Cascading landscapes, samurai history, ancient volcanoes and... American sports? Throw a curve ball into your Japan trip with a visit to the underrated Kyushu region, says Ben Lerwill...
It’s amazing what the trajectory of a small white ball can do to a full stadium of 38,000 people. No sooner had local hero Kenta Imamiya walloped a baseball through the Fukuoka night and into the home crowd than the volume, hitherto an expectant burble, became raucous.
Chants echoed across the pitch. Trumpets blared. Drums thundered. The mobile army of beer vendors, wandering the Fukuoka Dome’s stands in neon bright outfits, became busier almost before the ball had landed.
Japan has long had a love affair with the American sport of baseball, but the northern shore metropolis of Fukuoka – home to the SoftBank Hawks, the country’s top team – makes a particularly natural cradle for an overseas cultural import.
As the largest city on the southern island of Kyushu, Fukuoka served for centuries as the nation’s gateway to and from China and Korea, providing an entry point for everything from Buddhism to green tea.
It’s also close to Tanegashima, where the country had its first contact with the West, when Portuguese sailors emerged over the horizon in 1543.
Kyushu is full of similar stories, however few visitors to Japan come here to learn them. This green, tradition-heavy, semi-tropical region gets overlooked by international travellers who, after soaking up the riches of Tokyo, Kyoto and Osaka on the central island of Honshu, more commonly turn their gaze towards Hokkaido, the northernmost of Japan’s main islands.
I wanted to see the rewards that could be had from catching the bullet train to the opposite end of the country...
“It’s more relaxed in Kyushu. The weather’s warmer too,” smiled former Tokyo businessman Takeru Nakamura, who I met on a riverside stool at one of Fukuoka’s many open-air yatai (food stalls) on my first evening in the city. He was drinking neat shochu, the distilled barley spirit ubiquitous in this part of Japan. A drowsy May heat lay over the city streets.
“In Tokyo, we always walk on the left. The people coming towards you walk on the left too, so no one obstructs anyone. Here, people walk wherever they want.” He laughed.
Connected to Honshu by the Kanmon bridge, Kyushu hangs off the bottom of the Japanese map like a morsel dangling from a ramen spoon. It’s also roughly the same size as Taiwan, so my travel plans needed to be focused.
Over eight days, I would be making a circuit of sorts around the north of the island. From Fukuoka I’d be heading south to the hill-ringed thermal town of Unzen, then crossing the Ariake Sea to the city of Kumamoto. After this I’d then travel inland as far as the gargantuan volcanic caldera of Aso, before returning north.
Cities, mountains, hot springs and some obscenely good meals lay in wait. Fukuoka’s long-term connections with Seoul and Shanghai mean its trading history dates back around 2,000 years.
First impressions were of a lively city low on tourist crowds but high on character. I stared up at glossy towers. I wandered ancient temples and bamboo-shrouded shrines. I passed dogs dressed in t-shirts and teenagers wearing collars. I decided against trying the local speciality of raw chicken sashimi, a dish so risky that waiters are obliged to take it away if it’s not eaten within minutes.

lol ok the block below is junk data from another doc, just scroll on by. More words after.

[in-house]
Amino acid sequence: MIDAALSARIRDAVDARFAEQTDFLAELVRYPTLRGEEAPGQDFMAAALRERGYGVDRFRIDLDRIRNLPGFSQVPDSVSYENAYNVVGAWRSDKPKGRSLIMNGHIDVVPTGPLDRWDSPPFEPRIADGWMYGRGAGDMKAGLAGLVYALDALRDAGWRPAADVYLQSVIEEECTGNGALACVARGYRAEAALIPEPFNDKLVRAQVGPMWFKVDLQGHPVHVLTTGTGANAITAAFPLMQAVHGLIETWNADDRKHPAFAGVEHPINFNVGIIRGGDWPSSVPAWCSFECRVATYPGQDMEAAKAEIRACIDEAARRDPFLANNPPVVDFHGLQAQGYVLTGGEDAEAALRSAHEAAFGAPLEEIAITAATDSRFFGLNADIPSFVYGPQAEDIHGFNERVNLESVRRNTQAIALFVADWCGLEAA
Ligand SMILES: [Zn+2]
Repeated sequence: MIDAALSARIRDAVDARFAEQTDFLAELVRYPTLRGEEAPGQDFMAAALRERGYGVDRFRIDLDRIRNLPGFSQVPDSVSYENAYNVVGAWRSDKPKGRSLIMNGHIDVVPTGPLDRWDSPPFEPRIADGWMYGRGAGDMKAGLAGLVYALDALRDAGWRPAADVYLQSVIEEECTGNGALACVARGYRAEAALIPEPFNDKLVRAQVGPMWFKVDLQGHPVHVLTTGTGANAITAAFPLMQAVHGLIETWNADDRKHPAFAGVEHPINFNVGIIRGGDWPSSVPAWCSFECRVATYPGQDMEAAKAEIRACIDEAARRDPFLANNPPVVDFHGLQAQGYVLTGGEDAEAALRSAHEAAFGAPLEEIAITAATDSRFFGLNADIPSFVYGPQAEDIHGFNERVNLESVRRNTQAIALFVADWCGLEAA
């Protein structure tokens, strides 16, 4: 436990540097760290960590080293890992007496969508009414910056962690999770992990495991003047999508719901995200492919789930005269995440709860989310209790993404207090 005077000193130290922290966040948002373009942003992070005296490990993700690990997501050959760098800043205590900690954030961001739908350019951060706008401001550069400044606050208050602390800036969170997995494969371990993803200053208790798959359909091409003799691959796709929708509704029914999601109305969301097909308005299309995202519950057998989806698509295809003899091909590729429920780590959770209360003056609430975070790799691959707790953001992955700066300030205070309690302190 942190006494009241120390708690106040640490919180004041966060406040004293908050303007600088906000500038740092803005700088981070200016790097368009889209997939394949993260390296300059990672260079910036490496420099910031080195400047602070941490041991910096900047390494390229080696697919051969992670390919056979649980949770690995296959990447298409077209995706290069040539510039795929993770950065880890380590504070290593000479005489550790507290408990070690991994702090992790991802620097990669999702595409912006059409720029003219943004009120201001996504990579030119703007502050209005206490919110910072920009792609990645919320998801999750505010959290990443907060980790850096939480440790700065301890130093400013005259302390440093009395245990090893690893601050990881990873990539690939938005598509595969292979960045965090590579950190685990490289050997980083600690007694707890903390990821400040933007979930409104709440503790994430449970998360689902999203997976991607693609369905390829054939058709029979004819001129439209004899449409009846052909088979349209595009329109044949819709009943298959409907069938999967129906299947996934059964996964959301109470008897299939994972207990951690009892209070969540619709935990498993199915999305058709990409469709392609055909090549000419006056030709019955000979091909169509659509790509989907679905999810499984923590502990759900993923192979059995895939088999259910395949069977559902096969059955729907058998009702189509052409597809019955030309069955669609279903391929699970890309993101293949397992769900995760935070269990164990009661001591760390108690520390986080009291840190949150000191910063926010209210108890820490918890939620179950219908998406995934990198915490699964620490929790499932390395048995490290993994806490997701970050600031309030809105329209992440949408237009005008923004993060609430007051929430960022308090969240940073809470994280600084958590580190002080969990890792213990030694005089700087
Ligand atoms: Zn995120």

I got lost in an amusement arcade, then had five people surrounding me politely trying to explain the concept of a hedgehog café and encountered a toilet seat lid that opened as I walked up to it. Welcome to Japan.
Fukuoka hosted a meeting of G20 finance ministers in June 2019, which says plenty about the city’s ongoing importance, but I’d wager that the globe’s number-crunchers missed out on what might just be the perfect Fukuoka afternoon.
“OK. Here’s my suggestion,” said the receptionist at the futuristic And Hostel. “Have ramen at Ichiran, ‘I passed glossy towers, ancient temples, dogs in t-shirts and a toilet seat lid that opened as I walked up to it’ take a walk in Ohori Park, then go see a baseball game.”
I followed her advice and was glad I did. Ichiran was a restaurant with individual ramen booths – all the better to appreciate the city’s signature garlicky pork-bone broth – while Ohori Park was a sun-dazed spread of lakes, cyclists and waterside musicians.
And the baseball, with its unique customs and energetic atmosphere, was a completely different experience to watching a game in America.
In the 1620s, when the remote resort of Unzen was little more than a Buddhist monastery surrounded by mineral springs, the authorities saw fit to bring suspected Christians here and condemn them to terrifying deaths in the boiling thermal waters.
Today, a group of 20 local pilgrims had come to pay their respects. A Japanese rendition of ‘Amazing Grace’ drifted through the quiet, sulphurous air. The hymn swirled around the hills while the pools in front of me bubbled and burped. Modern-day Unzen prioritises earthly pleasures over spiritual fulfilment, with dozens of (nonlethal) onsen hot springs and some superb hiking trails. The little town sits a few rural hours south of Fukuoka – courtesy of a train then a local bus, both unerringly punctual – and has carved a reputation as a classy, almost alpine retreat.
On disembarking the bus, however, the sight that greeted me was one of steam-clouds hissing out of white clay flats. They call this thermal area Unzen Jigoku, translated as ‘Unzen Hell’ – but trust me when I say it’s only lucky devils that end up here. “Come, come, see!” The old man beckoned. I was making the long, wooded climb from the town centre to the 1,359m volcanic summit of Fugendake, one of the highest peaks in the area.
The day was hot and I’d just encountered an ageing hiker walking the other way. He stopped me, established where I was from, then led me back the way he’d come, stopping a minute later to point out a clump of golden flowers. We stood and admired them together. Then he rested his hand on my shoulder, smiled and walked back downhill.